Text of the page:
Michael Jordan’s road to greatness started during his freshman year at North Carolina Tar Heels with a game-winning shot for the NCAA Men’s Basketball Championship in 1982. Jordan played for 9 seasons with the Bulls and three seasons with the Wizards. Among His Airness’s accolades are six NBA championships (two 3-peats; 1991-93 and 1996-98), six NBA Finals MVPs, five NBA MVPs, and three NBA All-Star MVPs.
3. Bill Russel
Basketball is a scoring game and Bill Russel’s defensive mentality changed that. Russel’s shot-blocking skills turned the Celtics into a powerful defensive and offensive machine. Russel started and ended his playing career (1956-1969) wearing the Celtics jersey winning 11 NBA championships, five NBA MVPs, one NBA All-Star MVP, etc.
How Much Do NBA Players Get for Pension?
The NBA pension plan started in 1965 covering players with at least three years of hardcourt experience.
Retired players start receiving the pension at age 50 but have the option to receive it at 45 years old at a reduced rate since they’ll receive payments over a longer period. Players are encouraged to receive a pension at 62 for the highest-possible payout.
At age 62, a three-year veteran will receive a minimum of $56,998 annually and a 10-year or more player in the NBA will receive a maximum amount of $215,000.
Aside from the pension, NBA retirees are entitled to other benefits.
Former players can enroll in college to complete their education and can reimburse $33,000 annually. Guys who didn’t finish their studies can get their diplomas and those who have degrees can pursue higher education.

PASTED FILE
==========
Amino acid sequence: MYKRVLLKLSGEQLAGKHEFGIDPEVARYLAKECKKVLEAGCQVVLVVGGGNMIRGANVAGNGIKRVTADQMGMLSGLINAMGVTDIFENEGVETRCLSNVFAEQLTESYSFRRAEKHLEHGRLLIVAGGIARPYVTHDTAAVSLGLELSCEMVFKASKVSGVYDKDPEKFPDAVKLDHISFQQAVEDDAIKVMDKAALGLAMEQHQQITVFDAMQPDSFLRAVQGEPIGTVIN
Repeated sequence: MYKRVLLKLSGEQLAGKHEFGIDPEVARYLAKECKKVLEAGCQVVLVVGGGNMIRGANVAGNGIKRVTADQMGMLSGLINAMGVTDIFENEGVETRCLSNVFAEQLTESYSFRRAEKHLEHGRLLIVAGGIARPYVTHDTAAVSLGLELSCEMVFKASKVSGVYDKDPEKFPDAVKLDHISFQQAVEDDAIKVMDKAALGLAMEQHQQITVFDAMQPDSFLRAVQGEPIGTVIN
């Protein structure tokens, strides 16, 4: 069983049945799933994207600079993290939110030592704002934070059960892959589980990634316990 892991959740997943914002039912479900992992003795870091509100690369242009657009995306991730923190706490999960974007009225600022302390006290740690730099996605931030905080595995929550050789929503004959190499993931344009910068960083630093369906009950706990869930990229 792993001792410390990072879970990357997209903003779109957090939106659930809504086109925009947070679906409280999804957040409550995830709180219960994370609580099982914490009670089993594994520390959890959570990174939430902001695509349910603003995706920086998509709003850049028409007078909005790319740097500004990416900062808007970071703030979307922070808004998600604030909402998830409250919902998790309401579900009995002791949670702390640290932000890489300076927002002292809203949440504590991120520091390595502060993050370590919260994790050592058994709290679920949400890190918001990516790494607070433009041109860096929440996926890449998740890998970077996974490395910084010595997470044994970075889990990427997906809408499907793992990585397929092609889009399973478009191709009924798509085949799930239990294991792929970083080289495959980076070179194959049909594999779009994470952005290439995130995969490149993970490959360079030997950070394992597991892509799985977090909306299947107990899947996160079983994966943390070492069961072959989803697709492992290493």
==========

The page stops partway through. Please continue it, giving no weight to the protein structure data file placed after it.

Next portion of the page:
Retired NBA players: Adonal Foyle earned an MBA and Vladimir Stepania completed his master’s degree. Former WNBA player Adrienne Goodson received her master’s degree.
Healthcare for Life
Players have lifetime health coverage after three years in the NBA and those who played 10 years or more include their spouses and children.
Wrapping Things Up: Do NBA Hall of Famers Get Paid?
Names included in the NBA Hall of Famers List get plaques, rings, and recognition but they do not get money directly from Hall’s coffers.
Instead, NBA famers get pensions and perks from endorsements, sponsorships, or commercials. Famers have increased career choices; companies are looking for people with a HOF tag.
Importantly, their jerseys are hung which is a form of immortality.
We hope you enjoyed this post! If you did, be sure to check out our other basketball FAQ articles here.